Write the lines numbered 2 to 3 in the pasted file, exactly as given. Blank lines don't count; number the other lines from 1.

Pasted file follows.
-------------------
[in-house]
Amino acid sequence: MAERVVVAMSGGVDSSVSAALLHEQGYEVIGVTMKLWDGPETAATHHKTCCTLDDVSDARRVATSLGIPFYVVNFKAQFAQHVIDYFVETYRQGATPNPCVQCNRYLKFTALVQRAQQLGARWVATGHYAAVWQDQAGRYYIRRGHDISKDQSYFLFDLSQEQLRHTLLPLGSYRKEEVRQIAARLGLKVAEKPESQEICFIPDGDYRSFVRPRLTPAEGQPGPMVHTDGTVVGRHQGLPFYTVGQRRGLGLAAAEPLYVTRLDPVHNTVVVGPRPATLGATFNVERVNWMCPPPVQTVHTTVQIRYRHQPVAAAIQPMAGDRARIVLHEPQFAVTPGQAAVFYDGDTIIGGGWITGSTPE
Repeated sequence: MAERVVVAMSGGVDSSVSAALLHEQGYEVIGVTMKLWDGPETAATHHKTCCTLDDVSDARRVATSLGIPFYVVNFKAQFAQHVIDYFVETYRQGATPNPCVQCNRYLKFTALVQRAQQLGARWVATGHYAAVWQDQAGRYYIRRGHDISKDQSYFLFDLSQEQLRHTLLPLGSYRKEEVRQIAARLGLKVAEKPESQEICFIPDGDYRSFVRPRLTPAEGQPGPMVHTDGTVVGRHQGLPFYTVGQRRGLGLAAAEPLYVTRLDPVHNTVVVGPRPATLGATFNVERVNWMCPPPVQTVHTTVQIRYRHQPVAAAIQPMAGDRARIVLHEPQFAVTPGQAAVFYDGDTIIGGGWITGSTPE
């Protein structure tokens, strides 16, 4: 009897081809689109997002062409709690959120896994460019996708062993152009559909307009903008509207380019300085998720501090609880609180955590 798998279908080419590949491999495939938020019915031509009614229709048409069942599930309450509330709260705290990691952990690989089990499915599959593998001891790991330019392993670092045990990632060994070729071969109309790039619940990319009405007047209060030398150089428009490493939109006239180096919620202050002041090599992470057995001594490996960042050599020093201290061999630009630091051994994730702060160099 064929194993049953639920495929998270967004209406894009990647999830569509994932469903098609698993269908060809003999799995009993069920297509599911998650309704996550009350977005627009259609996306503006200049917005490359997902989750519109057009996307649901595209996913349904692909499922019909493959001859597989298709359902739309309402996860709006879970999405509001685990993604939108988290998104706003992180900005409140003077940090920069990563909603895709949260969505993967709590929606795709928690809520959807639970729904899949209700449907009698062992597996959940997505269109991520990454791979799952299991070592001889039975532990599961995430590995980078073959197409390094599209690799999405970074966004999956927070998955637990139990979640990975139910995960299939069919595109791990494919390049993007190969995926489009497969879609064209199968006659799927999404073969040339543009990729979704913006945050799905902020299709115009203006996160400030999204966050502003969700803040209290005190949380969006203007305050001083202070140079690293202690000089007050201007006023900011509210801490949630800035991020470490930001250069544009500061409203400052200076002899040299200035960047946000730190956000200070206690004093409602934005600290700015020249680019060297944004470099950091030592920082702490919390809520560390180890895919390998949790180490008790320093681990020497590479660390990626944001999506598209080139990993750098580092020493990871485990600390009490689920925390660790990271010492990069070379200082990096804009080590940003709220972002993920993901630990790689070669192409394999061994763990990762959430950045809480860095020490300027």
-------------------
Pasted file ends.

Amino acid sequence: MAERVVVAMSGGVDSSVSAALLHEQGYEVIGVTMKLWDGPETAATHHKTCCTLDDVSDARRVATSLGIPFYVVNFKAQFAQHVIDYFVETYRQGATPNPCVQCNRYLKFTALVQRAQQLGARWVATGHYAAVWQDQAGRYYIRRGHDISKDQSYFLFDLSQEQLRHTLLPLGSYRKEEVRQIAARLGLKVAEKPESQEICFIPDGDYRSFVRPRLTPAEGQPGPMVHTDGTVVGRHQGLPFYTVGQRRGLGLAAAEPLYVTRLDPVHNTVVVGPRPATLGATFNVERVNWMCPPPVQTVHTTVQIRYRHQPVAAAIQPMAGDRARIVLHEPQFAVTPGQAAVFYDGDTIIGGGWITGSTPE
Repeated sequence: MAERVVVAMSGGVDSSVSAALLHEQGYEVIGVTMKLWDGPETAATHHKTCCTLDDVSDARRVATSLGIPFYVVNFKAQFAQHVIDYFVETYRQGATPNPCVQCNRYLKFTALVQRAQQLGARWVATGHYAAVWQDQAGRYYIRRGHDISKDQSYFLFDLSQEQLRHTLLPLGSYRKEEVRQIAARLGLKVAEKPESQEICFIPDGDYRSFVRPRLTPAEGQPGPMVHTDGTVVGRHQGLPFYTVGQRRGLGLAAAEPLYVTRLDPVHNTVVVGPRPATLGATFNVERVNWMCPPPVQTVHTTVQIRYRHQPVAAAIQPMAGDRARIVLHEPQFAVTPGQAAVFYDGDTIIGGGWITGSTPE